How to Share a Happy Holiday with an Ex-Partner and Your Kids

December 22, 2021 K.O. Herston 0 Comments

This article by Lisa Kanarek in The Washington Post might be useful to some readers or their clients.

How to Share a Happy Holiday with an Ex-Partner and Your Kids

For a successful get-together with a blended family, set conflicts aside, communicate ahead of time, and keep expectations clear

Morgan Havens and her best friend, Jerilyn, share a Christmas Eve tradition: After Havens tucks her children into bed, she, Jerilyn and their partners spend the evening baking cookies and wrapping presents. There’s nothing unusual about friends sharing the holiday, except for one detail: Havens used to be married to Jerilyn’s wife, and the tucked-in kids are theirs.

Havens, of Richmond Hill, Ga., and her blended family are not alone. Shared custody, especially during the holidays, often means one parent misses the tree trimming or candle lighting, and can create anxiety for all involved. One solution is having everyone under one roof for the celebration. Clinking glasses or breaking bread with a former partner isn’t for everyone. But for some, shared gatherings — if only for a few hours — can ease the season’s stress. Best of all, the kids benefit from the arrangement.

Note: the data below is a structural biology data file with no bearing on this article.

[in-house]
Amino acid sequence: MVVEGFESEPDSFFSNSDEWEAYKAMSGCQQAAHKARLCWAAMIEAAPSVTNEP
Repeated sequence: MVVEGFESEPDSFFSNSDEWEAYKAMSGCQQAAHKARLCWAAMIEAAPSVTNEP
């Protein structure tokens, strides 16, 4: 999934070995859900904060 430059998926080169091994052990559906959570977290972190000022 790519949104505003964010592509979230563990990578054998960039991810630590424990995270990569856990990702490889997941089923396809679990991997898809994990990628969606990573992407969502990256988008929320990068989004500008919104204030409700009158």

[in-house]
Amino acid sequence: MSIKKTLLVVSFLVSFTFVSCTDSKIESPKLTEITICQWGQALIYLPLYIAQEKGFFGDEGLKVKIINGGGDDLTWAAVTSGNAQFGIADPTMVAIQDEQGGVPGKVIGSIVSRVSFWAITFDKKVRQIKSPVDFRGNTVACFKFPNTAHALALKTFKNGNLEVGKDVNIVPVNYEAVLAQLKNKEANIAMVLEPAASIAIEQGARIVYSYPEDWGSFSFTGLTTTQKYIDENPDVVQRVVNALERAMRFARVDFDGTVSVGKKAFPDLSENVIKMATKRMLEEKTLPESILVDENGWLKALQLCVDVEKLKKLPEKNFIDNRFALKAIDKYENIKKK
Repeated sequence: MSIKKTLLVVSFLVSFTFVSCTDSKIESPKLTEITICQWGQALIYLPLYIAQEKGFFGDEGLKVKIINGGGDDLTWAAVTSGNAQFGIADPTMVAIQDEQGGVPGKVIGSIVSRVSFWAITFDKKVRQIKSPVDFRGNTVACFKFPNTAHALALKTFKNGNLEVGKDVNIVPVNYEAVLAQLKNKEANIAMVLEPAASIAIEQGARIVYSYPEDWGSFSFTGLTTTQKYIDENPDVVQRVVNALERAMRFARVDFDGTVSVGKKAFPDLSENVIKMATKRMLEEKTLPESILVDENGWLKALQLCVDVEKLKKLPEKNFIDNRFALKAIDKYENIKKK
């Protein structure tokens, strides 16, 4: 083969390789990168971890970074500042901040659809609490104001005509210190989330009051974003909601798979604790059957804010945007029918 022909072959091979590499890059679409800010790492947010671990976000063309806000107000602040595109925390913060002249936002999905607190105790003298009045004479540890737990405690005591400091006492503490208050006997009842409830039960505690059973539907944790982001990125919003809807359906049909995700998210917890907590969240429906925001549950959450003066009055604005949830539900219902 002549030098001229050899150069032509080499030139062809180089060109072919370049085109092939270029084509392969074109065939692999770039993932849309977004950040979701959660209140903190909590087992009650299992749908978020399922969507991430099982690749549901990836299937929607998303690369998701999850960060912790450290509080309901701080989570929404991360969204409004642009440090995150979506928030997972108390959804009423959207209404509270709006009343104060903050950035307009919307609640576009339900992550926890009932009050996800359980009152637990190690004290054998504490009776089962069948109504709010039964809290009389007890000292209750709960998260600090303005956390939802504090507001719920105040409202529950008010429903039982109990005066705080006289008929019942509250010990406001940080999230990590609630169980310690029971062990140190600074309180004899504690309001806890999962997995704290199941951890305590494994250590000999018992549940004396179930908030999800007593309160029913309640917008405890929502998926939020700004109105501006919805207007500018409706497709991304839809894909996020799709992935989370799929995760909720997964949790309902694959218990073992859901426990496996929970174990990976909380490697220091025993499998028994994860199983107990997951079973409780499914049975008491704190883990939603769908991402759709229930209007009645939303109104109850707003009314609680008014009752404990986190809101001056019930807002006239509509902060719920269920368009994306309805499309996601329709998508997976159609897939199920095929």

Here are some strategies to successfully bring former partners together for the holidays, from co-parenting experts and blended families who have made new traditions. One common warning they had: The first year can be challenging. But they all agree that making the effort can create meaningful childhood memories.

Put conflicts aside

Kids are adept at sensing what’s going on around them. “If we’re doing something that we think is good for our kids, but we’re white-knuckling or downing that second or third glass of chardonnay to do it, that is not wise,” says Karen Bonnell, a divorce and co-parent coach, mediator and author of “The Co-Parenting Handbook.”

Marisa G. Franco, a psychologist and friendship expert based in D.C., agrees. “This isn’t the place to talk through relationship issues,” she says. “If tension or resentment comes up between ex-spouses in the moment, take up the matter later on.”

Photo by Nicole Michalou from Pexels

Therapy can help if this will be a challenge for you and your former partner. Sarah Gundle, a clinical psychologist in New York City, reduced the likelihood of uncomfortable holiday get-togethers by seeking therapy with her partner during their split. For the past four years, her ex-partner and their daughter, now 6, have gathered for one night of Hanukkah, along with her 15-year-old daughter from a previous marriage, her former partner’s girlfriend and his mom.